360° Analysis

Islamist Movements: The Arab Intifada in Perspective


March 03, 2013 08:23 EDT

The following is an extract from George Joffé’s essay, “The Arab Intifada in Perspective,” as he discusses the role of Islamist parties in Tunisia, Egypt and Morocco.

To appreciate what has actually happened in the Arab world as a result of what in the West is called the “Arab Spring” but is referred to as the “Arab Intifada” in the Middle East and North Africa, and what is likely to take place there, we should perhaps note that the actual outcomes of the events of 2011 have much to do with their specific causes, both in regional and national terms.

The events of 2011 have made it quite clear that, whether a paradigm shift or not, the process of democratic transition, if that was indeed what was under way in the Middle East and North Africa, was going to take a very long time indeed.

What does seem to be clear, however, is that the first stage of the transition processes taking place in the region had approached its climax with, perhaps, only Syria left to resolve the acute phase of its domestic crisis.

Notably, the major beneficiaries of the events in 2011 have been, undoubtedly, the Islamist movements in the region. Even though they took virtually no part, as organised movements in the events came to exemplify the Intifada, they have certainly seized the fruits. Islamists now dominate in government in Tunisia, Egypt and Morocco and anticipate repeating their success in upcoming elections. Yet their success conceals other questions. There is, first, a growing and unanticipated split within the Islamist body politic between the mainstream Muslim Brotherhood movements and their supposedly non-political Salafiyya Ilmiyya counterparts. The latter emerged as from nowhere, to play a part in enforcing public morality and in challenging the hegemony of the Brotherhood itself. There is also a worsening tension between the gerontocratic leaderships of the Brotherhood in many countries and their more politically-minded younger supporters, especially in Egypt.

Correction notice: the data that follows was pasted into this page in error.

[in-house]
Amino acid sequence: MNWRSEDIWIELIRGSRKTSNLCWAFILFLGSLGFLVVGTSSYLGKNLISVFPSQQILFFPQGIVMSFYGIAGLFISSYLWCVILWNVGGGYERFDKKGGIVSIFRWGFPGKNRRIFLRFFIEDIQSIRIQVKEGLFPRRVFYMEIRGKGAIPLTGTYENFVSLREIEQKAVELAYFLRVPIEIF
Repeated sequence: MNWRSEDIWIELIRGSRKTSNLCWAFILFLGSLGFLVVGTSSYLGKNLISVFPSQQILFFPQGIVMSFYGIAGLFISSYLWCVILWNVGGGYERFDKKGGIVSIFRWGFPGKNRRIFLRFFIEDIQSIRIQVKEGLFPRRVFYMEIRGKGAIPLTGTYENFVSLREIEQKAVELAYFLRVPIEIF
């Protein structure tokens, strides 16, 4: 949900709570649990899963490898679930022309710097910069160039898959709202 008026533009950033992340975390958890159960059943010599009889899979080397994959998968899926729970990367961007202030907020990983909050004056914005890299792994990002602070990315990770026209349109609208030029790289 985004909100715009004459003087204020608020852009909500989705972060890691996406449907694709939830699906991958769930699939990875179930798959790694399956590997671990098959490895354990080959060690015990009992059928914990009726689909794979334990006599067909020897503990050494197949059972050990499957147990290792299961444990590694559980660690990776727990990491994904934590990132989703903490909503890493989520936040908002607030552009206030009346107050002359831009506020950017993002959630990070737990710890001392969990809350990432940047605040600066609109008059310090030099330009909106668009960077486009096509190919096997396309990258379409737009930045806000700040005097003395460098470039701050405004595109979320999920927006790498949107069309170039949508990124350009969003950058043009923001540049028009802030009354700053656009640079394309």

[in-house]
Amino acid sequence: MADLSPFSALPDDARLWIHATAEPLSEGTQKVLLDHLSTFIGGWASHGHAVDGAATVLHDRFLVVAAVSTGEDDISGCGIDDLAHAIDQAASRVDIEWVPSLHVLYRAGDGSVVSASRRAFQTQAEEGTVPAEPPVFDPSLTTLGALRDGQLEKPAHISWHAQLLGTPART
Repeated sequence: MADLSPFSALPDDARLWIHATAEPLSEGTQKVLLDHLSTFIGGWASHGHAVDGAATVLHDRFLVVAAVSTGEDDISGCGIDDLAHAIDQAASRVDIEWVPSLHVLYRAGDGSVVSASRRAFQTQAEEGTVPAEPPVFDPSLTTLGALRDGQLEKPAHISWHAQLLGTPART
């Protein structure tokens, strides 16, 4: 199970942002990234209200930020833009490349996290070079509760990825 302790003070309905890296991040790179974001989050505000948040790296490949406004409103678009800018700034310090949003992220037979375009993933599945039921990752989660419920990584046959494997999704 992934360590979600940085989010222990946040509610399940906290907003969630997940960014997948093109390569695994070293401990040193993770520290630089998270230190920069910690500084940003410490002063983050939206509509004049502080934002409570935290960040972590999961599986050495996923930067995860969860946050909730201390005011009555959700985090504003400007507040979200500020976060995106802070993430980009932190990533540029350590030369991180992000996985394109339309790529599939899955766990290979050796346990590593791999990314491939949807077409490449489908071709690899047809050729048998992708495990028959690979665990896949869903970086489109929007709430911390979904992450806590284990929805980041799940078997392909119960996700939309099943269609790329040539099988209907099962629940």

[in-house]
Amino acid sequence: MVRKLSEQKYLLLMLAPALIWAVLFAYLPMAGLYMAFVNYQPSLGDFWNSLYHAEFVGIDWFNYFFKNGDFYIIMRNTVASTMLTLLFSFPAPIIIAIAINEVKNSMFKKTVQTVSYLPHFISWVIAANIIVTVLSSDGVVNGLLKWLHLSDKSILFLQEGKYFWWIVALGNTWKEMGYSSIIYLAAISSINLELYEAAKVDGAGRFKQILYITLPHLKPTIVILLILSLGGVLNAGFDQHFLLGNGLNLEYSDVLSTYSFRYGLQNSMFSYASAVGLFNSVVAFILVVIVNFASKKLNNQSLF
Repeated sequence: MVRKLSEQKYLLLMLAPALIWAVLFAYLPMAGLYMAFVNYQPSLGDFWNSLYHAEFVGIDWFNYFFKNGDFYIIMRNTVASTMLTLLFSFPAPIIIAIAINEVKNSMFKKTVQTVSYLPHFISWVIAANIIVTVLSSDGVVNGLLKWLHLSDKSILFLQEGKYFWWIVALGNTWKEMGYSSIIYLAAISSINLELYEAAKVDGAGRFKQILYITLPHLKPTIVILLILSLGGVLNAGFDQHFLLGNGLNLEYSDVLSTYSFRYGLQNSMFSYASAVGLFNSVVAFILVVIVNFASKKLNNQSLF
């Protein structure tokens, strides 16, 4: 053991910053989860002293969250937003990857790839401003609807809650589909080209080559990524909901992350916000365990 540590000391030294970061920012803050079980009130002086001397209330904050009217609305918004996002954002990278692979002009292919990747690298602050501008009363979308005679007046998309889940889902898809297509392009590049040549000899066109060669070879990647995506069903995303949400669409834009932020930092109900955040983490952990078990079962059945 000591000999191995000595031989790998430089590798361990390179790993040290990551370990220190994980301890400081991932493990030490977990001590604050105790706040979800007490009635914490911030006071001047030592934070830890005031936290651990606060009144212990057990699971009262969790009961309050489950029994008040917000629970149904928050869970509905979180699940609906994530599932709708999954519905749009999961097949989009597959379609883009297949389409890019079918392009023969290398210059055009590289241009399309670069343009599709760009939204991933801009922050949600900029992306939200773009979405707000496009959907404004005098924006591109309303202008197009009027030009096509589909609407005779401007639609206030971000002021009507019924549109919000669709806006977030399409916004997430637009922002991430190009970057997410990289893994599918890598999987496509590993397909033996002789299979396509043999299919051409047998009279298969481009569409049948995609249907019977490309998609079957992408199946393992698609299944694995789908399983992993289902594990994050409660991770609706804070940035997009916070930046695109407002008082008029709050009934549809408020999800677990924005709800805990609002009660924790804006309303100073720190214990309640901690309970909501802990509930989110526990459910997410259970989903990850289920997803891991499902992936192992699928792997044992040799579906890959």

There is also a much more profound issue: until 2011, Islamist movements were in opposition and the day-to-day tasks of governance had not formed part of their agenda. Now they do, with all the practical compromises that may mean. It remains to be seen how successful they will be in handling such agendas and their political leaderships must be uncomfortably aware that they were elected precisely because they were not besmirched by the taint of past failure. Now they cannot disappoint their electorates, despite the massive economic and social challenges they face, for they know that electoral favour is fickle, particularly as those who elected them are not necessarily their doctrinal supporters but simply wished to punish their corrupt predecessors.

Many of those now directly involved in the political process are prepared for such compromises and they have their own ideological guides in personalities such as the Tunisian Islamist leader, Rachid Ghannouchi or the Iranian political philosopher, Abdelkarim Soroush. But many, particularly amongst the older generations, have yet to confront the realities of political power.

Yet the signs are hopeful, especially amongst the moderates. Increasingly they focus on the practicalities, seeing democracy as their primary target, nor morality. In that respect, perhaps, they are approaching the same patterns of political evolution that faced Christian Democracy in the nineteenth century in which doctrinal rigidity also gave way to practical politics as Christian Democratic political parties moved towards power in the post-Second World War period. That would be an extremely hopeful outcome in a situation which otherwise, despite the sanguine hopes with which it was greeted last year, increasingly looks like the proverbial curate’s egg – good only in parts. The danger facing the Middle East and North Africa, in short, is that the events of last year will not lead, as many had hoped, to the region’s 1989 experience and thus the introduction to a new “Democratic Wave”, but could produce, instead, its version of 1848 when, after a wave of uprisings and the rejection of the ‘ancien régimes’ within the Hapsburg Empire and elsewhere, a conservative reaction eventually restored the old order to power.

*[A longer version of this article was originally featured in the Arches Quarterly, published by The Cordoba Foundation.]

The views expressed in this article are the author's own and do not necessarily reflect Fair Observer’s editorial policy.


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